Pakistan May Have No. 2 Al Qaeda Leader Surrounded
By Jim Garamone
American Forces Press Service
WASHINGTON, March 18, 2004 – Pakistani officials believe they have the No. 2
man in al Qaeda, Ayman al-Zawahiri, cornered.
Pakistani forces have about 200 al Qaeda fighters surrounded close to the
border with Afghanistan. News reports said he Pakistani military is waiting
until daybreak to launch air attacks on the area.
Zawahiri is a close ally and confidant of al Qaeda founder Osama bin Laden.
Western officials suspect him of helping to plan the Sept. 11, 2001, attacks in
the United States.
He also is suspected of complicity in the bombing of the USS Cole in Yemen,
terrorist acts in Egypt and the bombings of American embassies in Kenya and
Tanzania. The United States has offered a reward of up to $25 million for his
Zawahiri and bin Laden met when the two men fought against the Soviets in
Afghanistan in the 1980s. Zawahiri was the leader of the Egyptian Islamic Jihad
terror group. He is a physician.
In the past two months, Pakistan has made a concerted effort to sweep through
the border area with Afghanistan. The mountainous area between the two
countries has given Taliban and al Qaeda members the opportunity to slip back
and forth between the two countries.
The Pakistan military seldom entered the area. It was a stronghold of Pathan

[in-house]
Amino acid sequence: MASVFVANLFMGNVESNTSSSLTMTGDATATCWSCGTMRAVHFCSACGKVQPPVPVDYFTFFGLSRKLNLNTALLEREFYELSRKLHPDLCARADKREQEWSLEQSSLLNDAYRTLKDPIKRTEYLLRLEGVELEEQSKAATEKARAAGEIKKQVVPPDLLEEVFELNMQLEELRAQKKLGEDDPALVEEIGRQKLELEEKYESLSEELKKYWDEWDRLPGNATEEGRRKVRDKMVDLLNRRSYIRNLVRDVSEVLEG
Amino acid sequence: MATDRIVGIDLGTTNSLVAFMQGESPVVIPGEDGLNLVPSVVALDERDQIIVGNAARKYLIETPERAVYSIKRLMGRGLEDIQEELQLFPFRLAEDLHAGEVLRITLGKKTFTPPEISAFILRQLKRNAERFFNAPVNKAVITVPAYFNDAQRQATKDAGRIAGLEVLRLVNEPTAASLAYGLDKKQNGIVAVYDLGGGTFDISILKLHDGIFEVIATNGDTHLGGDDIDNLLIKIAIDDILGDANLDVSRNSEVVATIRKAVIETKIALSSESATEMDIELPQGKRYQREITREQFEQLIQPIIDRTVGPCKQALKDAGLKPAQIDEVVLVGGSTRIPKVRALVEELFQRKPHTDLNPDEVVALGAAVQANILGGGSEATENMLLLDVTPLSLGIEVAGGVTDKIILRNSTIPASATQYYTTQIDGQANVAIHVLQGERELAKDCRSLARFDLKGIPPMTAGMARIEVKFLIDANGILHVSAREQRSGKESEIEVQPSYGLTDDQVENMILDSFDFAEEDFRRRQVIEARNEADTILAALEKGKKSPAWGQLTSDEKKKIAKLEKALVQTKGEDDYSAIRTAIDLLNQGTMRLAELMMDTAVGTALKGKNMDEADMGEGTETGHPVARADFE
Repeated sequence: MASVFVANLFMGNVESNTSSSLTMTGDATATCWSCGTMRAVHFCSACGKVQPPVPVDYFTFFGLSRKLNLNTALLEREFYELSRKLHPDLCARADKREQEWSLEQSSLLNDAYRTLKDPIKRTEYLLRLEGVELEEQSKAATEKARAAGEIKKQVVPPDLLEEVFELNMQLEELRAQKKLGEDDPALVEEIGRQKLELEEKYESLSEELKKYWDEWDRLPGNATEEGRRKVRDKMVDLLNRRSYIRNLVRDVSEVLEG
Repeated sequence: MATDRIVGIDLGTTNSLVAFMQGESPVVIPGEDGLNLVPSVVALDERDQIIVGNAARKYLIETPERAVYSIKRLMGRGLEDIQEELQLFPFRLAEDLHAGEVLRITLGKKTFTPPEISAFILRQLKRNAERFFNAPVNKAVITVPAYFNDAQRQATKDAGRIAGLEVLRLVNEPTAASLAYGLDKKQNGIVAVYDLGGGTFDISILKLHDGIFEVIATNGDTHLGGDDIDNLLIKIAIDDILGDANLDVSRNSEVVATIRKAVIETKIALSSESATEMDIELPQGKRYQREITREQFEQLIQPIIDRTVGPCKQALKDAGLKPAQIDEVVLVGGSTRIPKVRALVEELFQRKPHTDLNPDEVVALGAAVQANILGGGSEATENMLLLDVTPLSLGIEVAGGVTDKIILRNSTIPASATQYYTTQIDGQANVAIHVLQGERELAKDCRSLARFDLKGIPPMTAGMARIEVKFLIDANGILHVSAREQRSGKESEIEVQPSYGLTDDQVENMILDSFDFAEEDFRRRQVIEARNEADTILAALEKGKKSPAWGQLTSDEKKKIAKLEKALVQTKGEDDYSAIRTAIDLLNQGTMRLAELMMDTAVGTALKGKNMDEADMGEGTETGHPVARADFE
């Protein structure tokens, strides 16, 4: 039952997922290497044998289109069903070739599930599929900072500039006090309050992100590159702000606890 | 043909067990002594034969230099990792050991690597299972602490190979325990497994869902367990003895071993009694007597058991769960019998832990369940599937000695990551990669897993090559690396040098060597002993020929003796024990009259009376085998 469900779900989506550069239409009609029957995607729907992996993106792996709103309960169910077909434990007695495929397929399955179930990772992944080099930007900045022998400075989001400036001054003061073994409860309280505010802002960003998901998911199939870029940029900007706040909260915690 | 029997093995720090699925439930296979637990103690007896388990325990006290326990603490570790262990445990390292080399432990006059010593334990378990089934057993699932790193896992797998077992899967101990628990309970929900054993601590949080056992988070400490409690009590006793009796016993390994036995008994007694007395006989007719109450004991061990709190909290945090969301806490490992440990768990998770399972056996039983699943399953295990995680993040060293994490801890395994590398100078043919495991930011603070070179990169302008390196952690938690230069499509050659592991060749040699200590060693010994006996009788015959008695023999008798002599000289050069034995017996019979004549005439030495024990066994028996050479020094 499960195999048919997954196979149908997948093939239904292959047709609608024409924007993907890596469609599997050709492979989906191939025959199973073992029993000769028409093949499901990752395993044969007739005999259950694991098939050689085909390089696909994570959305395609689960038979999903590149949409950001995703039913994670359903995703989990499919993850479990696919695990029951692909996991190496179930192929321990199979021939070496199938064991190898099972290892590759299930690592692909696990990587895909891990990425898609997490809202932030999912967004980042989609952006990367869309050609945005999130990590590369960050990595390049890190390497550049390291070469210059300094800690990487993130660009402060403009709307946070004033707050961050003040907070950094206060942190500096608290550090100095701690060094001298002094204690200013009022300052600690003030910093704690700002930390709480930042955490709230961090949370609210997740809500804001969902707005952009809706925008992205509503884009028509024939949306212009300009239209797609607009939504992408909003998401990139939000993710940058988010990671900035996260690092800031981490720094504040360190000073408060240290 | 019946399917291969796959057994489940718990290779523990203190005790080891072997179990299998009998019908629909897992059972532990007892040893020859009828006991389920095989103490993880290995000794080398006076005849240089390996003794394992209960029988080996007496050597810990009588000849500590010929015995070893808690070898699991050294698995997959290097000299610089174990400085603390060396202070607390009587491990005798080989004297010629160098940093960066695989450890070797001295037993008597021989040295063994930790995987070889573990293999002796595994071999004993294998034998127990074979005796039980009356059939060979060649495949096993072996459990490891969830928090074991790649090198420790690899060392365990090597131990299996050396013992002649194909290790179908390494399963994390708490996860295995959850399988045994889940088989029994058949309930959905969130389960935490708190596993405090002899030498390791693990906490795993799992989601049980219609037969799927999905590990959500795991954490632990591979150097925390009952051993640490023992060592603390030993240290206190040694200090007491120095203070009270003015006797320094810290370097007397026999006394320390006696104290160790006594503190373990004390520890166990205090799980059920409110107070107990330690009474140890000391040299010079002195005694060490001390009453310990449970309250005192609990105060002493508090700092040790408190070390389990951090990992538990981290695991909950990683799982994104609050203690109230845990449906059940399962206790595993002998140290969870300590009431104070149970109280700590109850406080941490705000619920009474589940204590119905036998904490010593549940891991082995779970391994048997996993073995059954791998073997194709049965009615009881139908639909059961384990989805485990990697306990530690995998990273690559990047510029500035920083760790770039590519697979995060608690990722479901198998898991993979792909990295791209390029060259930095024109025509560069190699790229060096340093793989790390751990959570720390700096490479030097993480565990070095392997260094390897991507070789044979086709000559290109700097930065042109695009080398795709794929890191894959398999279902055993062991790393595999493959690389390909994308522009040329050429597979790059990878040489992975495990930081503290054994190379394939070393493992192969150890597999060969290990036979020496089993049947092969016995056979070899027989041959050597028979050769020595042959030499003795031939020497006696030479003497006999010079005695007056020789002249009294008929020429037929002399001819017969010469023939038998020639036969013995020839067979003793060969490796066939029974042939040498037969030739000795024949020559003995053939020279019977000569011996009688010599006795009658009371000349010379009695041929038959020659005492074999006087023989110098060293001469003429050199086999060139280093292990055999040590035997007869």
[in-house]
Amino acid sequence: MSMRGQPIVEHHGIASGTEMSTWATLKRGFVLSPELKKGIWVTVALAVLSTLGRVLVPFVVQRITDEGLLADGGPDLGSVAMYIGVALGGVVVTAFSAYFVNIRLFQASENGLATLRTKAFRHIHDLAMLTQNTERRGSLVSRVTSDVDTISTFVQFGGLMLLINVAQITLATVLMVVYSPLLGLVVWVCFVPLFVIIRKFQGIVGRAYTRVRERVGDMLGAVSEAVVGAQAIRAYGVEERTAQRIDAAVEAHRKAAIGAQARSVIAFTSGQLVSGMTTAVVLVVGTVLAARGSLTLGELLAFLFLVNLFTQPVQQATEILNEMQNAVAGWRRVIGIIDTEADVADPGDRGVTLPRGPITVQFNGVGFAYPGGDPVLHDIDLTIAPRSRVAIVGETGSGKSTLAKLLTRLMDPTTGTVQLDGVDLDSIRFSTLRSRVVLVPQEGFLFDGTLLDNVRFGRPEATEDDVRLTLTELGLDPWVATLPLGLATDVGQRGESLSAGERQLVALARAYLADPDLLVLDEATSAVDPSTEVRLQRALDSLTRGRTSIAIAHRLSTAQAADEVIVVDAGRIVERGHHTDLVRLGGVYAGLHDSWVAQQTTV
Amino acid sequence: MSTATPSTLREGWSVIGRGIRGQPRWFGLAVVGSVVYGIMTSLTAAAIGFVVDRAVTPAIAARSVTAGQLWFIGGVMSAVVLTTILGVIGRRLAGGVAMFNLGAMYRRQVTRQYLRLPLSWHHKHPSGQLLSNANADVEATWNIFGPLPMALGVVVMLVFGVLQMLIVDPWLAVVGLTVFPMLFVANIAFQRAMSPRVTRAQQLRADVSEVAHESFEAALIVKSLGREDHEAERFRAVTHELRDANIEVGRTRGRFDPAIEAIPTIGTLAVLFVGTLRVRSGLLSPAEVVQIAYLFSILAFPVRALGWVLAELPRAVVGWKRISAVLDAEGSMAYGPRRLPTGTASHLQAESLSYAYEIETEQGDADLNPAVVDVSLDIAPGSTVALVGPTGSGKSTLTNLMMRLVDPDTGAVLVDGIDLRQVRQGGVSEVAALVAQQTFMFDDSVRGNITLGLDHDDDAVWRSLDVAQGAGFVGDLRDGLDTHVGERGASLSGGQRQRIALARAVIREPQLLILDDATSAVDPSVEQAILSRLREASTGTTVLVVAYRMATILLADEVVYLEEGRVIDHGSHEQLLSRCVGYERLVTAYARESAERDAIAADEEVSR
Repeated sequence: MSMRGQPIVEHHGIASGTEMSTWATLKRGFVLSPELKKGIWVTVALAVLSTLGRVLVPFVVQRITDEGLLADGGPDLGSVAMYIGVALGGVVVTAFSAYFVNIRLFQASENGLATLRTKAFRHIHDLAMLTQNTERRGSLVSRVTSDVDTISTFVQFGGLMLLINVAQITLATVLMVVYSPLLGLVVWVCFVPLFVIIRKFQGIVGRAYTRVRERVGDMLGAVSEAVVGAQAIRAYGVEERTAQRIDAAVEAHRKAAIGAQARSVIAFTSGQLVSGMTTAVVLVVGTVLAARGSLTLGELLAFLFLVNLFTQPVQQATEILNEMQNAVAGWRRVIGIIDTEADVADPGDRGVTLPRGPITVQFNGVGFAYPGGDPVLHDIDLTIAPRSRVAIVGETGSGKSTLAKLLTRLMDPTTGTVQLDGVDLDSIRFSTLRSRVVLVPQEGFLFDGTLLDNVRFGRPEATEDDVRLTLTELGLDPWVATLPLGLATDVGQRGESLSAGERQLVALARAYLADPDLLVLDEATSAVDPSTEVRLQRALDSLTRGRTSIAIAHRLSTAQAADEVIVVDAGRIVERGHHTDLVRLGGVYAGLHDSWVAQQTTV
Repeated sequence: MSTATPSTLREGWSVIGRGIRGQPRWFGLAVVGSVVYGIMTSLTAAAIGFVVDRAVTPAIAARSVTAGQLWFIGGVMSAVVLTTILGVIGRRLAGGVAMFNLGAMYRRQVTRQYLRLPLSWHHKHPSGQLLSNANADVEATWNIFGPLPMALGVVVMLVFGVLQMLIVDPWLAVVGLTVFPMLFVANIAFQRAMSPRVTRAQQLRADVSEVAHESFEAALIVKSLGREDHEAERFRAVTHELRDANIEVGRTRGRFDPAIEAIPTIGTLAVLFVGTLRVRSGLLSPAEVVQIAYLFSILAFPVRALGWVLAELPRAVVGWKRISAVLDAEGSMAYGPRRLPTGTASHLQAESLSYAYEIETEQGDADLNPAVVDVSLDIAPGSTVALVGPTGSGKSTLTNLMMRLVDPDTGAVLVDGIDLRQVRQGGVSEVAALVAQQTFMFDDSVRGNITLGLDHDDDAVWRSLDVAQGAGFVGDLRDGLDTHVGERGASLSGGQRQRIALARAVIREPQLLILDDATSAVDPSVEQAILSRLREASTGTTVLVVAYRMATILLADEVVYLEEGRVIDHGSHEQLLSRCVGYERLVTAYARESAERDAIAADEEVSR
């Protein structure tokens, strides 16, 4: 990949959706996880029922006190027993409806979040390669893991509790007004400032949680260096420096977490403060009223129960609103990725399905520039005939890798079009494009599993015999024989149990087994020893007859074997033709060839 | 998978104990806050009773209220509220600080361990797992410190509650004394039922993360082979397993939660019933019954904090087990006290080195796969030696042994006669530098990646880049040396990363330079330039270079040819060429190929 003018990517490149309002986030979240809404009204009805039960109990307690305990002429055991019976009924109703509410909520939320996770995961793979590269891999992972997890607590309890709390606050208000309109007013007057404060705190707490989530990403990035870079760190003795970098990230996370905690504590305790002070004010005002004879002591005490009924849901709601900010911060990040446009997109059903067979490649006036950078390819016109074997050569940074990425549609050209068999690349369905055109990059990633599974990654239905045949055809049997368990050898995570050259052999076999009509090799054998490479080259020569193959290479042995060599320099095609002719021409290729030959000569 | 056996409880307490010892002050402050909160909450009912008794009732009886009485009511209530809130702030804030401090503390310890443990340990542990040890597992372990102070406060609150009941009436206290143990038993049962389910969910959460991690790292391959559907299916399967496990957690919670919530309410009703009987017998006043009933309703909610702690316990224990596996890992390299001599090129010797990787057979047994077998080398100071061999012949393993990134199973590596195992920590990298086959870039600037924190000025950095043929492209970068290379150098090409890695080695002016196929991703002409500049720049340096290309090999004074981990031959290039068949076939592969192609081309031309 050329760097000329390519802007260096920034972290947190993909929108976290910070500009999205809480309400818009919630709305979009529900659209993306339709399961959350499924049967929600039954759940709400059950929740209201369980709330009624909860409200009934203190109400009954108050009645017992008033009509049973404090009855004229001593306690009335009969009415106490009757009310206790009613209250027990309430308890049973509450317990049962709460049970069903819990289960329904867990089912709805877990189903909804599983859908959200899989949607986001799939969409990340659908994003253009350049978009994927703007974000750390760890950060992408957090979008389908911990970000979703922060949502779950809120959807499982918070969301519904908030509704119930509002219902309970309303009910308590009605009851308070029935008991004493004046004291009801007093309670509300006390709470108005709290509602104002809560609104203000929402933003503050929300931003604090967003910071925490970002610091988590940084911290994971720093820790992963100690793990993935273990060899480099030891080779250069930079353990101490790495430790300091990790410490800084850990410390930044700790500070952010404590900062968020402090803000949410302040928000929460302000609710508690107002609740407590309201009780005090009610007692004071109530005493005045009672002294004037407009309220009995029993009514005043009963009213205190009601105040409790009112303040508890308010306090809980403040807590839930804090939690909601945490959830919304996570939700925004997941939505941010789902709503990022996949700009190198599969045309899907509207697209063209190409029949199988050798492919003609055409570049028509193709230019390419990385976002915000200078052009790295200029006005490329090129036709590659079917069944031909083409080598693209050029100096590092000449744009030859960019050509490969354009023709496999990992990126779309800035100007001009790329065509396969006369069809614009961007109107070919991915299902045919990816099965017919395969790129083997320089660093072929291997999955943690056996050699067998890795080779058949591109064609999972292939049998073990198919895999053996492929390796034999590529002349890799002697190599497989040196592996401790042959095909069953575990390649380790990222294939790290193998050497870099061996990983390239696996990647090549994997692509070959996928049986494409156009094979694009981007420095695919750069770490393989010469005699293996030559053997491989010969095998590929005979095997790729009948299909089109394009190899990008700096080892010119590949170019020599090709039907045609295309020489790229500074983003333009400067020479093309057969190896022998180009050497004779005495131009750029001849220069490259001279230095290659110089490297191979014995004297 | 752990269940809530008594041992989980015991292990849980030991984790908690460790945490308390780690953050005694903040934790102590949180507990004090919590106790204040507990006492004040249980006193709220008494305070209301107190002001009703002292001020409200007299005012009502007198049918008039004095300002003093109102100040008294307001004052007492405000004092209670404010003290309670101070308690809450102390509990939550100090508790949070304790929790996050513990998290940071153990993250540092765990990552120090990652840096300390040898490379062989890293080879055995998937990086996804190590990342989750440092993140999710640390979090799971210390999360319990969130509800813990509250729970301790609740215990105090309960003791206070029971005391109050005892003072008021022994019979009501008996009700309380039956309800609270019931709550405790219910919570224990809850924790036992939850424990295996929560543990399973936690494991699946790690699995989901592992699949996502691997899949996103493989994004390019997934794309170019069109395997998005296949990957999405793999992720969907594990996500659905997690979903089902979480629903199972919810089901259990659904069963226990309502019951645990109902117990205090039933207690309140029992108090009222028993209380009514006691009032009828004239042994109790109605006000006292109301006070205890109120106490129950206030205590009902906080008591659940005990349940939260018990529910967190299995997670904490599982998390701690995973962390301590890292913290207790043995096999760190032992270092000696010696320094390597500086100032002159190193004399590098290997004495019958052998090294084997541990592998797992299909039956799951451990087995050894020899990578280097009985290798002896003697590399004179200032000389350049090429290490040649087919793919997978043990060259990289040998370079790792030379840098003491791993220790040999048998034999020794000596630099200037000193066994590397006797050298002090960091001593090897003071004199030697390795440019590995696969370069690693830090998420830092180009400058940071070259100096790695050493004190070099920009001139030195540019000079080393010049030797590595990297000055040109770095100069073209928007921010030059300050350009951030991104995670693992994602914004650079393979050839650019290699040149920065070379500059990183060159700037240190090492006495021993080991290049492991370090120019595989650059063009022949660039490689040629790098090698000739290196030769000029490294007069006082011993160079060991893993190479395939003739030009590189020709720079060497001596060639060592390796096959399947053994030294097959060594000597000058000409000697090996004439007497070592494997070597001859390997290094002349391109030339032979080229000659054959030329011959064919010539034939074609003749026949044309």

tribes, and an unwritten agreement among tribal leaders and the Pakistani
government left them undisturbed. The government of Pakistani President Purvez
Musharraf worked with tribal leaders before launching the offensive. Many
tribal leaders agreed with the government and worked to identify areas where
terrorists were holed up.
DoD officials praised the Pakistanis for their work. "Pakistan has been a
tremendous ally in the war against terror," said Army Lt. Col. Jim Cassella, a
Pentagon spokesman. "They have captured or killed more al Qaeda than any other
Speaking on background, U.S. officials said the United States has been working
with Pakistani officials economically to strengthen the country, and militarily
to strengthen the army's capabilities. "They are well-prepared for operations
in that mountainous environment," a U.S. official said.
U.S. officials would not say whether they have confirmation that Zawahiri is,
indeed, surrounded, and stressed that while his death or capture would further
weaken al Qaeda, it would not be a fatal blow to the terror organization.